As I read obituaries each week, of course I take particular note of any artists. This week artist Arnold Mesches died. I had never head of him. The more I read, the more fascinated I became with both his life story and his art. This is his obituary via the NYTimes and I've sprinkled in a few images of his work:
Arnold Mesches, a socially conscious painter whose political activities were recorded by the F.B.I. for more than 25 years in a thick dossier that he later used for his series “The F.B.I. Files,” died on Nov. 5 at his home in Gainesville, Fla. He was 93.
His death was confirmed by his wife, the novelist Jill Ciment.
Mr. Mesches (pronounced MESH-ees) was a scenic artist in Hollywood when his work for the Communist Party came to the attention of the F.B.I. in 1945. A file the bureau started began filling up quickly the next year, when he dropped his work as a storyboard artist on a Tarzan film and took part in a strike against the studios.
Over the years, agents and informers kept track of Mr. Mesches’s day-to-day activities, reporting to headquarters on matters large and small. If he signed a petition, it went into his file. When he turned in an illustration for Mad magazine, the fact was duly noted. One informant, noting his paint-spattered pants, wrote that Mr. Mesches “dressed like a Communist.”
In 1956 most of his artwork was stolen from his studio, including dozens of paintings and drawings inspired by the trial and execution of Julius and Ethel Rosenberg, convicted of spying for the Soviet Union. He strongly suspected that the F.B.I. was behind the break-in.
And so it went until 1972, when the surveillance sputtered to its conclusion.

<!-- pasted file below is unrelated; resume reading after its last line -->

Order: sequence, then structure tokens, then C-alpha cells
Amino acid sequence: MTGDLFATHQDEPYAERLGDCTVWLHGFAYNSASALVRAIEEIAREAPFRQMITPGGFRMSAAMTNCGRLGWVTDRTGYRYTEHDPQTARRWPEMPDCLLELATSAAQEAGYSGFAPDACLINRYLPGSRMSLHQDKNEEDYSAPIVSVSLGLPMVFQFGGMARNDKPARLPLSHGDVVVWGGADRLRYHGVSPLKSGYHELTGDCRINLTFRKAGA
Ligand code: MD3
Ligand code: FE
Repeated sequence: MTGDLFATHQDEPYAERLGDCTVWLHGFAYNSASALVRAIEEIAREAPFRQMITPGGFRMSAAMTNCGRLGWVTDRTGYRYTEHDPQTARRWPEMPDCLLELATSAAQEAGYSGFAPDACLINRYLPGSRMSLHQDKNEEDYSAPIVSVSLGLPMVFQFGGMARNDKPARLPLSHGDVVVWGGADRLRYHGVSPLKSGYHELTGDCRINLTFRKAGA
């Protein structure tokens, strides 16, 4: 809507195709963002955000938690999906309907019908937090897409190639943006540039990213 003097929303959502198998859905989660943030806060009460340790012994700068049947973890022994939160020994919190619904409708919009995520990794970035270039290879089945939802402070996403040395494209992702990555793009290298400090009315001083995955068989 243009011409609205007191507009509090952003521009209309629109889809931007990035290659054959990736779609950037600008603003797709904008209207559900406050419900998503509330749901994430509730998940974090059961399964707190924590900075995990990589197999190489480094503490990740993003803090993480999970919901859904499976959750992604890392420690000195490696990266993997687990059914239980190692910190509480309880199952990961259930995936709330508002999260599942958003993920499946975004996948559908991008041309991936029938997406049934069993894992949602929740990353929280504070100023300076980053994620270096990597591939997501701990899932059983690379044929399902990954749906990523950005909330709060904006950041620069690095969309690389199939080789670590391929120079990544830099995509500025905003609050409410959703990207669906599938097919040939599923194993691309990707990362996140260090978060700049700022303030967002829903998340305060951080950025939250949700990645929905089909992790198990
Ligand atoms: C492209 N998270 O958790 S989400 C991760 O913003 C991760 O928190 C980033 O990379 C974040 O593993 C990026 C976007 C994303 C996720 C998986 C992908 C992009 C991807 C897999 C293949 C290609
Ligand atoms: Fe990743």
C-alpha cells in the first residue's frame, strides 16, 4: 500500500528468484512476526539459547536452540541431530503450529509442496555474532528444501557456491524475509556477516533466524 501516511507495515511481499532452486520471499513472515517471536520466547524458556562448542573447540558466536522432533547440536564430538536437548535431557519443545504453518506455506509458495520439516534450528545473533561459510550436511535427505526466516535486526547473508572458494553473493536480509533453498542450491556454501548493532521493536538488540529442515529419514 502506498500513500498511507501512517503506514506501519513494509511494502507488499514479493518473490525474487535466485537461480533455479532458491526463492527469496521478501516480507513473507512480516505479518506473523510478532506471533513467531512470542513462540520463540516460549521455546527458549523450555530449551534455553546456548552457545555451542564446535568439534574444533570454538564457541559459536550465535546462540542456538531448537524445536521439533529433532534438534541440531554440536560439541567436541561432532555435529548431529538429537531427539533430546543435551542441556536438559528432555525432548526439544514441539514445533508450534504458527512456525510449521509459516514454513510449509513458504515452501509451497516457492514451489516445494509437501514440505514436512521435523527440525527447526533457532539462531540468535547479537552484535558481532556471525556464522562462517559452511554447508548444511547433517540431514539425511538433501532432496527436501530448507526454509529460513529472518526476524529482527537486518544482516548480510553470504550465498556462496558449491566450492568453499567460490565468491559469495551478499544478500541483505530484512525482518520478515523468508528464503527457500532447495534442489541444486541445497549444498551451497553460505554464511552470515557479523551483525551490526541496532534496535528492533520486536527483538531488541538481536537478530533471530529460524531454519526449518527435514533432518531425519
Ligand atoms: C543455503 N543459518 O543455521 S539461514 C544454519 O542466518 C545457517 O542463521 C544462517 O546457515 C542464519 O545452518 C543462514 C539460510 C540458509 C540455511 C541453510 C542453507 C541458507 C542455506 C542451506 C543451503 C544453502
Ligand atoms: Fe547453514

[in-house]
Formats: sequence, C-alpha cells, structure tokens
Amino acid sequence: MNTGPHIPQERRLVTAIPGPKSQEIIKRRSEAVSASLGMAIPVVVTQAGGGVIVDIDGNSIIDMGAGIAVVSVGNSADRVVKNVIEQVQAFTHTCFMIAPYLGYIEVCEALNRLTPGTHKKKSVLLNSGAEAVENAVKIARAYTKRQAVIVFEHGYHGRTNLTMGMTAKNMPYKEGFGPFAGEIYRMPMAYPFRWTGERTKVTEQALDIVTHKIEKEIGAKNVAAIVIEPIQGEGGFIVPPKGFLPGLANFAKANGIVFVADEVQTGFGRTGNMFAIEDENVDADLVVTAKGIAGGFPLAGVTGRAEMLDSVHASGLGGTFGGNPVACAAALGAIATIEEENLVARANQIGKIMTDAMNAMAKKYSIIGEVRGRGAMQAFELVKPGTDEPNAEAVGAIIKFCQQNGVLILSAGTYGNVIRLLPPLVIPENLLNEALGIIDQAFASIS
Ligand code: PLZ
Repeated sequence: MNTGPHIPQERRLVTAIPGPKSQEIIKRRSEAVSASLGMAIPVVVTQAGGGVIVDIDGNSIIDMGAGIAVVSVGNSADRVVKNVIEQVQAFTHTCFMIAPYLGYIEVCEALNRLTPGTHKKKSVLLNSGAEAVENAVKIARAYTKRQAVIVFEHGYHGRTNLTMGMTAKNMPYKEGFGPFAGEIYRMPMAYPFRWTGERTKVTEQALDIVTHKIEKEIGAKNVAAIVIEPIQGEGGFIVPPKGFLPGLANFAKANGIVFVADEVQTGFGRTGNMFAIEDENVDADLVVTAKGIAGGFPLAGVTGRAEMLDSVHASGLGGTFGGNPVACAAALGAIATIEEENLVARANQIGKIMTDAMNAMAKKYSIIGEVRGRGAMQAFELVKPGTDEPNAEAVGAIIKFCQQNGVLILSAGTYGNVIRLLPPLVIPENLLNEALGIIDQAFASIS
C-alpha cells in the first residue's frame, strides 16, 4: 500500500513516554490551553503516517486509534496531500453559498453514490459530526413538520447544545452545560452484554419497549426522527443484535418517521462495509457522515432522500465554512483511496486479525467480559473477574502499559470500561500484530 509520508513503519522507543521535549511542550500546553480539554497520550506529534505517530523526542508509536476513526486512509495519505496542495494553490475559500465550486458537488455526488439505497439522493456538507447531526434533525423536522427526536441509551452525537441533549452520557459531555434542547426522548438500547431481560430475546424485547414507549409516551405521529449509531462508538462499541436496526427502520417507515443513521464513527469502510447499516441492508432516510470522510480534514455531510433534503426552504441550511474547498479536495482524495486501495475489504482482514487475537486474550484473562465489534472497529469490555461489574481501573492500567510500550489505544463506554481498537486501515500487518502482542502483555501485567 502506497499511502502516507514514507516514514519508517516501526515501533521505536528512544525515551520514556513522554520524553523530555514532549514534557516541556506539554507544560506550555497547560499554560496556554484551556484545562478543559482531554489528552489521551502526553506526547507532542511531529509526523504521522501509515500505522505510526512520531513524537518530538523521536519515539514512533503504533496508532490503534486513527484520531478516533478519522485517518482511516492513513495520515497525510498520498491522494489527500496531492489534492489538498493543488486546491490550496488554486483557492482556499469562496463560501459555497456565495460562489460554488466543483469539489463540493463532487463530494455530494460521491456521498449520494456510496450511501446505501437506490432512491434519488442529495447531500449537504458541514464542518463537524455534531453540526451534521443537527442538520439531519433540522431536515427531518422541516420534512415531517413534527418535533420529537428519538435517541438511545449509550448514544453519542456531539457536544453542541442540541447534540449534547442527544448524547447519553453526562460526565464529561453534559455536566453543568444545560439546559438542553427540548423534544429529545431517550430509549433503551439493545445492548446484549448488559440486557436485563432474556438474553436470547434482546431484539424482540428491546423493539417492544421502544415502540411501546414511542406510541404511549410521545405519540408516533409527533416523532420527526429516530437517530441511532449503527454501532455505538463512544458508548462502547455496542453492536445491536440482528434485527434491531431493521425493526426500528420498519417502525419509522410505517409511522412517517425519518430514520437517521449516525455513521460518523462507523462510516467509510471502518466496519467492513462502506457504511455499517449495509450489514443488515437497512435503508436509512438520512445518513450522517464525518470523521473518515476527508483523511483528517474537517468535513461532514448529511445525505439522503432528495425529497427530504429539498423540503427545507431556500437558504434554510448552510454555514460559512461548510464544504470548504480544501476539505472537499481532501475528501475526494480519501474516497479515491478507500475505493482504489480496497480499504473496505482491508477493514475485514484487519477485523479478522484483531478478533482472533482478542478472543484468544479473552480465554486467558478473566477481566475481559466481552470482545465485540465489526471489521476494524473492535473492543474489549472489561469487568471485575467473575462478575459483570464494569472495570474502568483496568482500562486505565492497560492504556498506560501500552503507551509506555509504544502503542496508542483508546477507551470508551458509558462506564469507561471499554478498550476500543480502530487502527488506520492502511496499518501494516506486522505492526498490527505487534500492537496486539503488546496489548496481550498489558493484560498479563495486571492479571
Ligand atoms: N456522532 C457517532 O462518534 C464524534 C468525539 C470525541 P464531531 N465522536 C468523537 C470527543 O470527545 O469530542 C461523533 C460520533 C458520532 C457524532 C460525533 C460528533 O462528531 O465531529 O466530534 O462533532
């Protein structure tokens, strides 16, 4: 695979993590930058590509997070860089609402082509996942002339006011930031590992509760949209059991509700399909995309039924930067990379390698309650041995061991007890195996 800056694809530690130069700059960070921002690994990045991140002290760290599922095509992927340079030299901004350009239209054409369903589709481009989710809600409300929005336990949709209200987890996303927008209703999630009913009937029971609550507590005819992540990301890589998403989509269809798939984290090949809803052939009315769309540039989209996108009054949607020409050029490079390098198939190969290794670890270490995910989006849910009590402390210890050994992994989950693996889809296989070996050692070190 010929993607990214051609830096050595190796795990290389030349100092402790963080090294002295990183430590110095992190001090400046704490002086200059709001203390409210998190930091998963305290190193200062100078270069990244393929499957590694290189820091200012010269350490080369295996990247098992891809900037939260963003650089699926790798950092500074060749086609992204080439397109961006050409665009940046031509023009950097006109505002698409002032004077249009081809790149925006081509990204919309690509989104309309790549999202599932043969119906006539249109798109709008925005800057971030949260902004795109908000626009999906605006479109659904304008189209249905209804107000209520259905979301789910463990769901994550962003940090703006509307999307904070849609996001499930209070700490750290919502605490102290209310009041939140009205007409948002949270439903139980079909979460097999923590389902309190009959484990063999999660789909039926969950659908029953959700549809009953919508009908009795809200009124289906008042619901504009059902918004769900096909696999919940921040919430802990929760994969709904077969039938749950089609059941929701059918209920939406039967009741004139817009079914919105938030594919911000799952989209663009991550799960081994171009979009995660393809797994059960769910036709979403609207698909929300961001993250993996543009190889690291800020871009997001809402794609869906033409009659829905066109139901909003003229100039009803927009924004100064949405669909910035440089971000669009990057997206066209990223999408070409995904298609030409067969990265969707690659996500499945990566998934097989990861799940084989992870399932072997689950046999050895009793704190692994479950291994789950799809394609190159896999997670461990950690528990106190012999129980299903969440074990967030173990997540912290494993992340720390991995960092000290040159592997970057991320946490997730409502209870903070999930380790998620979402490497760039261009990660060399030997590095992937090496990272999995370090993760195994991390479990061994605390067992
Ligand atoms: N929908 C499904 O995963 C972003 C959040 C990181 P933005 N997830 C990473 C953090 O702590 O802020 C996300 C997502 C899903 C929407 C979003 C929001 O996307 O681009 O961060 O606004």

In the late 1990s, Mr. Mesches obtained his file under the Freedom of Information Act and reaped a bonanza of 760 pages, with classified information ruled over in heavy black lines. They had a certain look, he decided.
“I saw other people’s files and realized they were aesthetically beautiful,” he told The New York Times in 2003. “Kind of like Franz Kline sketches. Those big, black slashes where they block things out.”
Going to work, he cut and pasted 57 of the documents into a series of collaged paintings first exhibited at P.S. 1, the Museum of Modern Art’s satellite museum in Queens, in 2003 and later at several other museums. It was, in a way, a collaborative work — an inspired if unexpected union of opposites.
Arnold Mesches was born on Aug. 11, 1923, in the Bronx. His father, Benjamin, traded gold door to door and later sold cut-rate suits. His mother, the former Anna Grosse, was a homemaker.
When Arnold was 2 years old, his father moved the family to Dunkirk, N.Y., near Buffalo, where he managed his sister’s haberdashery store. When the Depression took hold, he was reduced to working odd jobs in Buffalo, where Arnold, an only child, grew up from the age of 7.
After graduating in 1941 from Technical High School (now Hutchinson Technical Central High School) in Buffalo, where he studied advertising design, Mr. Mesches worked at a munitions factory making machine guns. He tried to enlist in the Army Signal Corps but was rejected because he suffered from migraine headaches.